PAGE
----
A new angle on love: Satbir Malhi discusses romantic advice through mathematical equations

Satbir Malhi spoke about how love relates to mathematical equations. (Photo by Deniz Ozbay ’22)

Satbir Malhi, a visiting assistant professor at Franklin and Marshall College, gave the Lafayette community love advice this past Wednesday – through the means of differential calculus.

He began his talk, titled “Romance and Chaos in Love Affairs with Differential Calculus,” by examining the story of Romeo and Juliet as the reference point for all things love.

He played a video of the first romantic interactions between Romeo and Juliet, with quotes in the original play and clips from the movies.

His objective was simple: how does love evolve and how can it be put into mathematical equations?

“My first dating tip is: If you text twenty times before getting a text back, you need to push back…So wait a little bit until the other person feels more comfortable, and then you can push a little bit,” Malhi said.

Malhi went on to explain this concept through equations. He created two rates, Romeo’s love for Juliet and Juliet’s love for Romeo, and two constants, accounting for each lovers’ romantic style. He created four romantic styles: the eager-beaver, the narcissist, the cautious and the hermit. Each was based on the ratio of the balance between their own feelings and the feelings they have for their loved one.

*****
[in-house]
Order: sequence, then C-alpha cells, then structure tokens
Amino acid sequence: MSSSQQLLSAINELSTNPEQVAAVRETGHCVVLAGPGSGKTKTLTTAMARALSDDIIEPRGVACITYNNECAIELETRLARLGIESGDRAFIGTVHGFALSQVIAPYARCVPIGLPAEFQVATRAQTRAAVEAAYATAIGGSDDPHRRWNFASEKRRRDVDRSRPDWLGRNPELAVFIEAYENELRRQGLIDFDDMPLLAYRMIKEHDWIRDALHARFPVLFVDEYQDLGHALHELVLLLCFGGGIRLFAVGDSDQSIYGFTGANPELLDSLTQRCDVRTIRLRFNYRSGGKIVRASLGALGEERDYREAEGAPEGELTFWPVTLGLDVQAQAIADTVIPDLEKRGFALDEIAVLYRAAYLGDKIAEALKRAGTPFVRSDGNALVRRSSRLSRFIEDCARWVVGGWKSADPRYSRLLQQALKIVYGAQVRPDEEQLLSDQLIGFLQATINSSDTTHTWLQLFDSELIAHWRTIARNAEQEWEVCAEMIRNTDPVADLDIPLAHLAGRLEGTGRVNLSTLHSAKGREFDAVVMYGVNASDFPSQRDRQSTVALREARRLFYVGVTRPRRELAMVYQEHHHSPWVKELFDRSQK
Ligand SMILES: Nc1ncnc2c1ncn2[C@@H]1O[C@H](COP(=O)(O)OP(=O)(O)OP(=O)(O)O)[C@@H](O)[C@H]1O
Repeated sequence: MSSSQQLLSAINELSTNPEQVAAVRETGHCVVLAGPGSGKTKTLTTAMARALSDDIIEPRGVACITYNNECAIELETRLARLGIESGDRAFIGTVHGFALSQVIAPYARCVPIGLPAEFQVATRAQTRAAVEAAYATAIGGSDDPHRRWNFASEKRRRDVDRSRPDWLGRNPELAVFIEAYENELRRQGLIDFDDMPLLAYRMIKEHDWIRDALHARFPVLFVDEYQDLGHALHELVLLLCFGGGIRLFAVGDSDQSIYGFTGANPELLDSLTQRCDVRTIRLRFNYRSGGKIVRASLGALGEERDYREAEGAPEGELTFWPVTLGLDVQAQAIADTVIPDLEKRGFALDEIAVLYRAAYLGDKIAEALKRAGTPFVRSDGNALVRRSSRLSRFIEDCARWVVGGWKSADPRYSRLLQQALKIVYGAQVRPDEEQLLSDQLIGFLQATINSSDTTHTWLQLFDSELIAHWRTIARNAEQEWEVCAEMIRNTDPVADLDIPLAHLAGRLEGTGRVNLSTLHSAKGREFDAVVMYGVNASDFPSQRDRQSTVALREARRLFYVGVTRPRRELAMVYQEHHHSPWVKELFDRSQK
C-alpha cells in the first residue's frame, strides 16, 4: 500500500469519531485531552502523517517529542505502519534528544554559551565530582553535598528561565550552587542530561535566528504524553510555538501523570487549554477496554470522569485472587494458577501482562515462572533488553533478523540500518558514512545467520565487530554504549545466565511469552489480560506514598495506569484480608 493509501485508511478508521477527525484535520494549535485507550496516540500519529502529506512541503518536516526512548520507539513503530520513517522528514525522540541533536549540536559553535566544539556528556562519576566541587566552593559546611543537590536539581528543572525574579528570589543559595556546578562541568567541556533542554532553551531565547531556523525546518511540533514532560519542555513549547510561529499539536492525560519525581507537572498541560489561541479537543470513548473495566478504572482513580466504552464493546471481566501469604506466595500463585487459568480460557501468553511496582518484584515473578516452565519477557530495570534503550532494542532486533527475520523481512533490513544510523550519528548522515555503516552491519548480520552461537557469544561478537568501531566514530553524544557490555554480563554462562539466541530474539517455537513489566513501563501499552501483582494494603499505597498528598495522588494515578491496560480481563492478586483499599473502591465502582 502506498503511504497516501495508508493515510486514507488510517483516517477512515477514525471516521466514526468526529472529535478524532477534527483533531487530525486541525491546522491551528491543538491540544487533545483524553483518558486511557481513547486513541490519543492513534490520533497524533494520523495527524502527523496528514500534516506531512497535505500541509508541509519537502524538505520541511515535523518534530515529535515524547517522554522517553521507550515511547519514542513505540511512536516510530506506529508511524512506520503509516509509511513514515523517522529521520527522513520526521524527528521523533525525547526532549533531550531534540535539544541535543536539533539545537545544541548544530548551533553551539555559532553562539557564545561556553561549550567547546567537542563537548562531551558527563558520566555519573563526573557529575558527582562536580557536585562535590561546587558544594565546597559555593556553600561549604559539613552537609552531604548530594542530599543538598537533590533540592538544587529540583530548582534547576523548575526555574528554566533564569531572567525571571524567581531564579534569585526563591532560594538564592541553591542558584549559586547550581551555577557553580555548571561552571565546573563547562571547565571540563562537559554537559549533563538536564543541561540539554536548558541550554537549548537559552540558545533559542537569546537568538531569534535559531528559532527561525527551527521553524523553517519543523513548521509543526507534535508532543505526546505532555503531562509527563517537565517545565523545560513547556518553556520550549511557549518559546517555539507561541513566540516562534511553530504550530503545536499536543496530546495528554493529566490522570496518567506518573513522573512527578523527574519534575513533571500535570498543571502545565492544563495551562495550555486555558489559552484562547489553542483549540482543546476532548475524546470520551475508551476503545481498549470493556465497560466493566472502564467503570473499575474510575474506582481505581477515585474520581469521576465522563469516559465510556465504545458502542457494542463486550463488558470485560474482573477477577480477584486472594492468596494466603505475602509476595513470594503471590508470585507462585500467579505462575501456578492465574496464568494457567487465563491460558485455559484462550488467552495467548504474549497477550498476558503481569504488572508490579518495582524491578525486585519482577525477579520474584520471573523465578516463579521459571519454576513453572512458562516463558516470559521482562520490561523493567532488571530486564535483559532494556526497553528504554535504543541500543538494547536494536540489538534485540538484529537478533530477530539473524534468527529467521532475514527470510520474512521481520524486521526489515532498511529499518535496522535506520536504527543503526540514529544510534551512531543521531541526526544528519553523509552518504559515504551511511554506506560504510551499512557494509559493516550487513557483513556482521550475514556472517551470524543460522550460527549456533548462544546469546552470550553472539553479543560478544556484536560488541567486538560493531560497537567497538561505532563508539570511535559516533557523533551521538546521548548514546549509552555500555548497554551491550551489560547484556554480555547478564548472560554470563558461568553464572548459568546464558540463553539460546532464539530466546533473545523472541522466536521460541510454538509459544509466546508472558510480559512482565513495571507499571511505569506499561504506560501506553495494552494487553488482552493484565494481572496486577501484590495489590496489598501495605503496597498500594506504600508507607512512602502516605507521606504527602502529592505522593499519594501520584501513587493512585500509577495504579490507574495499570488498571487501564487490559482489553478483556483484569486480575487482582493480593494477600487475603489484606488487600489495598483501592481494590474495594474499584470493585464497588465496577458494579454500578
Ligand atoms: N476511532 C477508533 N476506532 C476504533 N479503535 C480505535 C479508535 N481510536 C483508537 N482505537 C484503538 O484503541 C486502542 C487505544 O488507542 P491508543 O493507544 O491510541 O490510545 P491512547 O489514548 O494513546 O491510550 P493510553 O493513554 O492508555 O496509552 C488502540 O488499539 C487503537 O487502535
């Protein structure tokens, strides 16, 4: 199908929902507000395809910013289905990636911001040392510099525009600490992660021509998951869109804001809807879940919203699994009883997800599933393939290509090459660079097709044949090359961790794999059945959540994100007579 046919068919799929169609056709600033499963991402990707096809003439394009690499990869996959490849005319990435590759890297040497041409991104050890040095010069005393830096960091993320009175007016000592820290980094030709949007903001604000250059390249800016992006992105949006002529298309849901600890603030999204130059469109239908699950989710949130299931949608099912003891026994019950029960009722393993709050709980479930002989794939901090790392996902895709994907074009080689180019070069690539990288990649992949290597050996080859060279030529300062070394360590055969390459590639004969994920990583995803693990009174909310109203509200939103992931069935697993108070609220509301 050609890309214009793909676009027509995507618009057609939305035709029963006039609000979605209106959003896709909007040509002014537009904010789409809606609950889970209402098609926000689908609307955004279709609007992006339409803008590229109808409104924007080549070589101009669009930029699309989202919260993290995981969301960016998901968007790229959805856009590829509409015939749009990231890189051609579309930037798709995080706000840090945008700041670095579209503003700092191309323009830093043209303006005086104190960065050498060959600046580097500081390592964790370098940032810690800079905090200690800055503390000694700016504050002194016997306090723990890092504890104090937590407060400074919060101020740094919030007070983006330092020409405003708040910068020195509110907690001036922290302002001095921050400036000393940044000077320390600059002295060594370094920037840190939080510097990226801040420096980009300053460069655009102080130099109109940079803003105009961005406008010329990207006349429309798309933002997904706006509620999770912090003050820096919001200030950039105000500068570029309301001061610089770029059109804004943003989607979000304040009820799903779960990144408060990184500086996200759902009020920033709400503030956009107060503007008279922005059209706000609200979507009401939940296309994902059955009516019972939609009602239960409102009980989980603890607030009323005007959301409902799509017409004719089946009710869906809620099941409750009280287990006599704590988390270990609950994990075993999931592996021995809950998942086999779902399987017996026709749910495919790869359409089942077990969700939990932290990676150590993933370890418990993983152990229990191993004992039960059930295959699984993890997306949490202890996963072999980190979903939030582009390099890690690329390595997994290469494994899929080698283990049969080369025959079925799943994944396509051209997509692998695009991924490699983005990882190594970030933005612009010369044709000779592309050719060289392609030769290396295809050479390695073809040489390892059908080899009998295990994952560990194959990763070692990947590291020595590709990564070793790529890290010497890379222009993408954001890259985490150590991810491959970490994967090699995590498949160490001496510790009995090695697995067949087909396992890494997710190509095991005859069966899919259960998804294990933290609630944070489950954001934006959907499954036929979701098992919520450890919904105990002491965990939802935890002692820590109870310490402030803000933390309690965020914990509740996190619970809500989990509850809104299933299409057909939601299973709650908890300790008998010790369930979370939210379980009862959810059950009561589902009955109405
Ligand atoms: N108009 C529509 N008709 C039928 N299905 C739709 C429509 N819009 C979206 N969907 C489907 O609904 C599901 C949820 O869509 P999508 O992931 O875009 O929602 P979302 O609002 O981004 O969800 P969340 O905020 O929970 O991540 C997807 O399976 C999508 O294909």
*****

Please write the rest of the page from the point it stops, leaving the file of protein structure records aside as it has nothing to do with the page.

Malhi then interpreted the MATlab graph of Romeo and Juliet’s eager-beaver relationship.

“Love brings love, and hate brings hate. If you are in the region of hate, you are going to start hating each other forever…but if she loves him more than he hates her, then still she can bring him into the region where they will both love each other.” 

Malhi then brought in the classic love triangle dynamics between three people. Instead of using Romeo and Juliet, he turned to the television series “Friends” to use as an example. Malhi played a clip from Ross’s marriage to Emily, when he made the fatal mistake of calling her Rachel while saying his vows.

“Here I am taking the example of Ross and Emily and Rachel, but the third person could be anything, love for your family, love for your relatives,” Malhi said.

Malhi’s love triangle equations balance romantic style, the love for one person and the love for the other. When graphed, the MATlab graph of the three parties involved suitably resembled a heart,

“I am not making this up! I put this into the MATlab plot and this happened interestingly,” Malhi exclaimed.

Malhi did admit that his equations are not all inclusive.

“All these things I showed you sometimes to not apply in the real world because there are many other factors that I did not consider,” Malhi said. “Human emotions are very complicated to put that into one mathematical model is just impossible.”

His romantic advice was short and to the point: don’t push too much, first impressions count and love brings love while hate brings hate.

However, he did disclaim that the audience members should “use at your own risk.”

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